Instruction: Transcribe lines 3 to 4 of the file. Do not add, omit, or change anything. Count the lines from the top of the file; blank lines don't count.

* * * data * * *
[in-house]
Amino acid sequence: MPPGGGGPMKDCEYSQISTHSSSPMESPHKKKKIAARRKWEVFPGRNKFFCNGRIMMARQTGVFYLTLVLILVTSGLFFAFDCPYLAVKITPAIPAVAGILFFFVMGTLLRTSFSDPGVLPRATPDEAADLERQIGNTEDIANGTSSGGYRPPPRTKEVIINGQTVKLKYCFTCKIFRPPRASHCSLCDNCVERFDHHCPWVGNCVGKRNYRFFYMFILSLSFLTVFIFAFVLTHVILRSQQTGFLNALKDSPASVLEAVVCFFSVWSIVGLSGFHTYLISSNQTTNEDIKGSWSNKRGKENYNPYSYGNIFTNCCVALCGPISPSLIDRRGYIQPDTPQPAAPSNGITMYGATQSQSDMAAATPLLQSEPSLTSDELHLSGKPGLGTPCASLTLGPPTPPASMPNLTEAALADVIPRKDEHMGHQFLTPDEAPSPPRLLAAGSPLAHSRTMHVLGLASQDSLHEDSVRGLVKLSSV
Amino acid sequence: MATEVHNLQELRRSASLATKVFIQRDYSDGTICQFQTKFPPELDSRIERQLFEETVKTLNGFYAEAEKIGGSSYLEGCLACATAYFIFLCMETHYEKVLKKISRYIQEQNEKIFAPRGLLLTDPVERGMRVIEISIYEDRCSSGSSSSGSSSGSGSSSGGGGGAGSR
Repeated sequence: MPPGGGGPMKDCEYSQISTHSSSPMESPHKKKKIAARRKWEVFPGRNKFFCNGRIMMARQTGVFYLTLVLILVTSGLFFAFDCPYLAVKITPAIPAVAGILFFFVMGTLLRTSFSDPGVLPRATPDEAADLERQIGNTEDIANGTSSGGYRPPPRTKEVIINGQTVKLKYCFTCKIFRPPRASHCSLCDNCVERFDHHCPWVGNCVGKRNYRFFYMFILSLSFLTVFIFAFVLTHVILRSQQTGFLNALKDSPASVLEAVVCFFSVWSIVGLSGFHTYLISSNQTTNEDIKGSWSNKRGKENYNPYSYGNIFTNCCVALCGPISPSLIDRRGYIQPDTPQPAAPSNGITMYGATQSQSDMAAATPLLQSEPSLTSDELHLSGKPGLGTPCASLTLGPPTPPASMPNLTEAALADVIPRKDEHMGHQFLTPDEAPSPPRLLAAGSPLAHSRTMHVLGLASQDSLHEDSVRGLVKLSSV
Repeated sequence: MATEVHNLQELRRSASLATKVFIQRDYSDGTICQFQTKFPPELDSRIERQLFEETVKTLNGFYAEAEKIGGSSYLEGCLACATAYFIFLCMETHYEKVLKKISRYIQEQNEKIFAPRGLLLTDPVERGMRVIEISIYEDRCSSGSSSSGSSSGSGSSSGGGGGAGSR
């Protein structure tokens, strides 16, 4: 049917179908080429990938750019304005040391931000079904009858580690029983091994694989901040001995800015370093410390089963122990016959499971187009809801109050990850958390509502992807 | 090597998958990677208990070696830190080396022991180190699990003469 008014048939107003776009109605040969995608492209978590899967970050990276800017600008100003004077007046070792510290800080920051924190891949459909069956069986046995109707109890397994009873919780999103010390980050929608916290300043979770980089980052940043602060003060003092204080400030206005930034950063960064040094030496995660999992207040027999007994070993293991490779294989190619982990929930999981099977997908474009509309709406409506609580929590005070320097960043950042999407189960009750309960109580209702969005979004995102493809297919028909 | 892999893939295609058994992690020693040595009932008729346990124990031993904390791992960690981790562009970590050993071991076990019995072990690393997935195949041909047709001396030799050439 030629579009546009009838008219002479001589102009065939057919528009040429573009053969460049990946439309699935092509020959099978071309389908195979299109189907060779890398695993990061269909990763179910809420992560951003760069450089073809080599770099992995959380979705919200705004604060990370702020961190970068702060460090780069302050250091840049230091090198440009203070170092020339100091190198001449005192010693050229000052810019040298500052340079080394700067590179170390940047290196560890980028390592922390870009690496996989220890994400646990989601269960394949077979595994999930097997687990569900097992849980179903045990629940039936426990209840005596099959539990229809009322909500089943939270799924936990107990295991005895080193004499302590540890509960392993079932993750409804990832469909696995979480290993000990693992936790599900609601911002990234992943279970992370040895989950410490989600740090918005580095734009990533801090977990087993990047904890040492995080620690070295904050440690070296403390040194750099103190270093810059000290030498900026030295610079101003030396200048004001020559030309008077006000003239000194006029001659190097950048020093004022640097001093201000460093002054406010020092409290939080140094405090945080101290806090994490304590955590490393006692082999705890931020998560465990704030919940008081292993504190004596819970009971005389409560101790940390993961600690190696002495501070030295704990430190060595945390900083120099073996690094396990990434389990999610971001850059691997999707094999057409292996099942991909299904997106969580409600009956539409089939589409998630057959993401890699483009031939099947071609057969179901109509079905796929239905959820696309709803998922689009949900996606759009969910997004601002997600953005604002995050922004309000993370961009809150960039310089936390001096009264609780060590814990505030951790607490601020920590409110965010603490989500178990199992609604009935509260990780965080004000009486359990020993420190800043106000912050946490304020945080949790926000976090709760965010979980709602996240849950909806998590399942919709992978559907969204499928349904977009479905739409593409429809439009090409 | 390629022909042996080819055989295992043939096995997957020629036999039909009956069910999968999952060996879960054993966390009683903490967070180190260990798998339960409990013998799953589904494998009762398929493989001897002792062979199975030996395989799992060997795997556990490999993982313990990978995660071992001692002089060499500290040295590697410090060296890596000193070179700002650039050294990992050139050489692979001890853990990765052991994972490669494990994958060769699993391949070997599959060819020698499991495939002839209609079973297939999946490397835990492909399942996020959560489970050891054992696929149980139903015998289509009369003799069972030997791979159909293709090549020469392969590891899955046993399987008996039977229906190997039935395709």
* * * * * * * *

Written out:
Amino acid sequence: MATEVHNLQELRRSASLATKVFIQRDYSDGTICQFQTKFPPELDSRIERQLFEETVKTLNGFYAEAEKIGGSSYLEGCLACATAYFIFLCMETHYEKVLKKISRYIQEQNEKIFAPRGLLLTDPVERGMRVIEISIYEDRCSSGSSSSGSSSGSGSSSGGGGGAGSR
Repeated sequence: MPPGGGGPMKDCEYSQISTHSSSPMESPHKKKKIAARRKWEVFPGRNKFFCNGRIMMARQTGVFYLTLVLILVTSGLFFAFDCPYLAVKITPAIPAVAGILFFFVMGTLLRTSFSDPGVLPRATPDEAADLERQIGNTEDIANGTSSGGYRPPPRTKEVIINGQTVKLKYCFTCKIFRPPRASHCSLCDNCVERFDHHCPWVGNCVGKRNYRFFYMFILSLSFLTVFIFAFVLTHVILRSQQTGFLNALKDSPASVLEAVVCFFSVWSIVGLSGFHTYLISSNQTTNEDIKGSWSNKRGKENYNPYSYGNIFTNCCVALCGPISPSLIDRRGYIQPDTPQPAAPSNGITMYGATQSQSDMAAATPLLQSEPSLTSDELHLSGKPGLGTPCASLTLGPPTPPASMPNLTEAALADVIPRKDEHMGHQFLTPDEAPSPPRLLAAGSPLAHSRTMHVLGLASQDSLHEDSVRGLVKLSSV